FWP Commission agrees on wolf quota By EVE BYRON - Independent Record - 06/14/08
The Montana Fish, Wildlife and Parks Commission agreed to allow hunters to shoot 75 wolves under a tentative quota with a final decision set for August.
Hunters can shoot up to 75 wolves this fall under a tentative quota unanimously approved Thursday by the Montana Fish, Wildlife and Parks Commission, despite pleas from some that a wolf hunting season is premature.
The public has until July 18 to comment on the tentative quotas, as well as the commission’s decision to reclassify wolves under state law to a species in need of management, instead of an endangered species. A final quota adoption is slated for Aug. 5.
Lisa Upson with the National Resource Defense Council said they agree with the concept of a wolf hunting season as a management tool. But with the animals coming off of the endangered species list only last February, she’s concerned that the state doesn’t have enough long-term information on their viability to start a hunting season now.
She argued that the state needs to ensure that wolves are truly a recovered species, especially when it comes to genetics. She added that Montana is still learning about wolves’ existence in the Treasure State, including their breeding seasons and the effects of a harsh winter.
In addition, Upson and others noted that the state currently is party to a lawsuit brought by 11 environmental groups, who are seeking an injunction to halt the delisting of wolves in Montana, Wyoming and Idaho. Bob Lane, an FWP attorney, said he expects U.S. District Court Judge Donald Molloy to rule on the lawsuit within the next week or so.
“I urge you to proceed cautiously, and don’t change the wolves’ status or implement a quota,” Upson said.
But Jim Anderson of Deer Lodge argued that a compromise was reached with ranchers, who didn’t want any wolves here, when the animals were reintroduced to the Rocky Mountains back in the mid 1990s, and that included the ability to manage their numbers. He called Thursday a “day of celebration” for the recovery of wolves in Montana.
“We owe it to the ranchers of Montana to make sure to honor that contract and agreement they came to at that time, and I’m wondering if we’re doing that today,” Anderson said. “Wolves are at the point where we’re near the capacity of wolves with the range in Montana, and we need to begin to manage wolves.”
Public hunting of wolves has been long been a part of Montana’s wolf conservation and management plan; the state took over management of the wolves from the U.S. Fish and Wildlife Service after the animals’ delisting in February.
Earlier this year, the FWP Commission set the hunting season to run from Oct. 26 to Dec. 31, in three hunting management units. The season will be similar to that of mountain lions, in which the season ends when the quota is reached in each management unit.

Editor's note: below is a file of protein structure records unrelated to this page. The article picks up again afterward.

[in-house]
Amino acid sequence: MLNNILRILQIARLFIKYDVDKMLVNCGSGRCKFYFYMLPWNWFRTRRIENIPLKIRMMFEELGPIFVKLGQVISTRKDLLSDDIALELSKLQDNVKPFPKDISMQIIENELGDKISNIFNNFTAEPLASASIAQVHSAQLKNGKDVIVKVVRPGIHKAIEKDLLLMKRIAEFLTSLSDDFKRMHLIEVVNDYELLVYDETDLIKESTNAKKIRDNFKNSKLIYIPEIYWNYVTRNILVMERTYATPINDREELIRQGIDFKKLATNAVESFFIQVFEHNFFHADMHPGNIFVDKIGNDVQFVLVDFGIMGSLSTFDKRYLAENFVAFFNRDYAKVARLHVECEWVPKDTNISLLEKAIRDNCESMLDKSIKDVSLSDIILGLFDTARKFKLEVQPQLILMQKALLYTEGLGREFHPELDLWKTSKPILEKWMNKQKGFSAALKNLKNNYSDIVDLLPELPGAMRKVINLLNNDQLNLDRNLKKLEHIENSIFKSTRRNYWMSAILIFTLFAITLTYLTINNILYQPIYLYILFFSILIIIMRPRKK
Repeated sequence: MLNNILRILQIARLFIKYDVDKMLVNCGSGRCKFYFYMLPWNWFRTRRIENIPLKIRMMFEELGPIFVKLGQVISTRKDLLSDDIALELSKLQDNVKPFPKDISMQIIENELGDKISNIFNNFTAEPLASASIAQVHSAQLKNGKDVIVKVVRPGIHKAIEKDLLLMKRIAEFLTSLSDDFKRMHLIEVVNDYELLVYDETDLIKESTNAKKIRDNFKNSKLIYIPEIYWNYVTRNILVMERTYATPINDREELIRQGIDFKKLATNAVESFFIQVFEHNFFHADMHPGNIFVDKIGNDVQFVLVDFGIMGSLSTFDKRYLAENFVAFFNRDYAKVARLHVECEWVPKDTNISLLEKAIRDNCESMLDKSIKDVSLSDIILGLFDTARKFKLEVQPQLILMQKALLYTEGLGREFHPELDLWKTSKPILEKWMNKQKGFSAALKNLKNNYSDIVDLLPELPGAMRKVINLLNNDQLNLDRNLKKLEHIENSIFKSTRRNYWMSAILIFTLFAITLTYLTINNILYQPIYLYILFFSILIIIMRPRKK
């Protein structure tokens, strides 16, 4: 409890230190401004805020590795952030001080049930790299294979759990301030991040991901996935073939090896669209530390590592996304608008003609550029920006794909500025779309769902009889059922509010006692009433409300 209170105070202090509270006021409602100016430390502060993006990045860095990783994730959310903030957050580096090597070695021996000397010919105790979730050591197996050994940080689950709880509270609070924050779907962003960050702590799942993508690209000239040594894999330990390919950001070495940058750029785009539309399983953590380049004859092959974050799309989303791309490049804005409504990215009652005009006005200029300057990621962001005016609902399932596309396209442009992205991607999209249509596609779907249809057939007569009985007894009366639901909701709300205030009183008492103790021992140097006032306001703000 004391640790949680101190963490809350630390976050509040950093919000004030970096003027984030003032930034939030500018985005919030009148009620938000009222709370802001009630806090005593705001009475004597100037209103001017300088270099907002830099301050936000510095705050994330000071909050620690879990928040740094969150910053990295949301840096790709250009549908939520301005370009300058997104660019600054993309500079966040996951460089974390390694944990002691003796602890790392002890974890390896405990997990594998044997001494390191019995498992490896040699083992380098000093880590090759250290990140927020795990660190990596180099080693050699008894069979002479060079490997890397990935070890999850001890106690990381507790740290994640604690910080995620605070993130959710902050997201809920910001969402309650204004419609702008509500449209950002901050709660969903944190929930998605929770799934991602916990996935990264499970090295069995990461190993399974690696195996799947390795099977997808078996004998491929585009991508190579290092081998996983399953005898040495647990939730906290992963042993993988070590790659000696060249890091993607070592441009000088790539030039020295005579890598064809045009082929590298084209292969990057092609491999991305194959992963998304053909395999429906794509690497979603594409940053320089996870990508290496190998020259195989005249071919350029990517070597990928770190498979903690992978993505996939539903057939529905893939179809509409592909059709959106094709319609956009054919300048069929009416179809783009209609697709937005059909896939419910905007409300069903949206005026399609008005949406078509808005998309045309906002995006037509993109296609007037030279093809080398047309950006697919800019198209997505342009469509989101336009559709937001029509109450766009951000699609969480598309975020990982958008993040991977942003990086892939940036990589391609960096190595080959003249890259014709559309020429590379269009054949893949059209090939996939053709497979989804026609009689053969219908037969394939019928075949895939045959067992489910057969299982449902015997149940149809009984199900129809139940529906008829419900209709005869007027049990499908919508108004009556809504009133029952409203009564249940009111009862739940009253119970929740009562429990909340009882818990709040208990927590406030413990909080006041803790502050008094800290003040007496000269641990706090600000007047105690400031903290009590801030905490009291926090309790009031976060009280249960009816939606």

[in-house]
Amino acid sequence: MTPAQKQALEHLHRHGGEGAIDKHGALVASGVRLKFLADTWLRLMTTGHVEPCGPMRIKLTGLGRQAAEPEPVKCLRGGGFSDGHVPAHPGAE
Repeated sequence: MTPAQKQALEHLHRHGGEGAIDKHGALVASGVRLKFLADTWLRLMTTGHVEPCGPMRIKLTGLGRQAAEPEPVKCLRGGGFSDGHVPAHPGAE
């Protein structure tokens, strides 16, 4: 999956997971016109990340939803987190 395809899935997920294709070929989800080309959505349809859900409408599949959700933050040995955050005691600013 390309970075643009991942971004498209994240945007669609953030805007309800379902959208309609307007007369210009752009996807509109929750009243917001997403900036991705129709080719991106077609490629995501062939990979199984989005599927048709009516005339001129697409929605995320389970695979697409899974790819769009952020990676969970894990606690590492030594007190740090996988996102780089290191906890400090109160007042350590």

Ken McDonald, FWP wildlife administrator, said the 75 wolves under the tentative quota that could be shot represent 18 percent of Montana’s 422 wolves. He said models show that without the hunt, wolf numbers would grow to 497 by the end of 2008, including 52 breeding pairs in 98 packs. Currently, Montana has 39 breeding pairs in eight packs. The minimum population for Montana to retain management of wolves and keep them off of the list of endangered species is 100 wolves with 15 breeding pairs.
McDonald added that their model showed anywhere from 115 to 160 wolves could be shot and still have a healthy population in the state, but FWP decided to go with a lower quota just to be on the safe side.
“We felt that it’s a new thing for us, having a wolf season, so we felt it was important to take a conservative approach,” McDonald said. “There are some uncertainties about what the effects of hunting will be, so a slow approach gives us the ability to learn as we go.”
One of those uncertainties is what impact hunting will have on livestock depredation. Carolyn Sime, Montana FWP statewide wolf coordinator, noted that last year about 75 wolves were shot for preying on livestock or otherwise died — like being hit by vehicles — and she’s not sure if that will change.
Commission Chairman Steve Doherty also voiced concerns over whether the population is robust enough to withstand both hunting and diseases, but FWP officials said they are comfortable they’ll be able to maintain the population at current levels.
“Another unknown is how effective the hunters will be, how quickly they’ll fill the quotas and things like that,” McDonald added. “This is just a one-year quota, so we’ll be able to step back, see how it goes and monitor the populations as well as the harvest effort.”
But Anne Carlson, a scientist with Defenders of Wildlife, said while she’s not anti-hunting regarding wolves and believes it can be an effective management tool in the future, she still thinks hunting is premature.
“How many animals do we hunt when statewide, their population is less than 500 animals? She asked rhetorically. “… It’s imperative to proceed with great caution.”
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Reporter Eve Byron: 447-4076 or firstname.lastname@example.org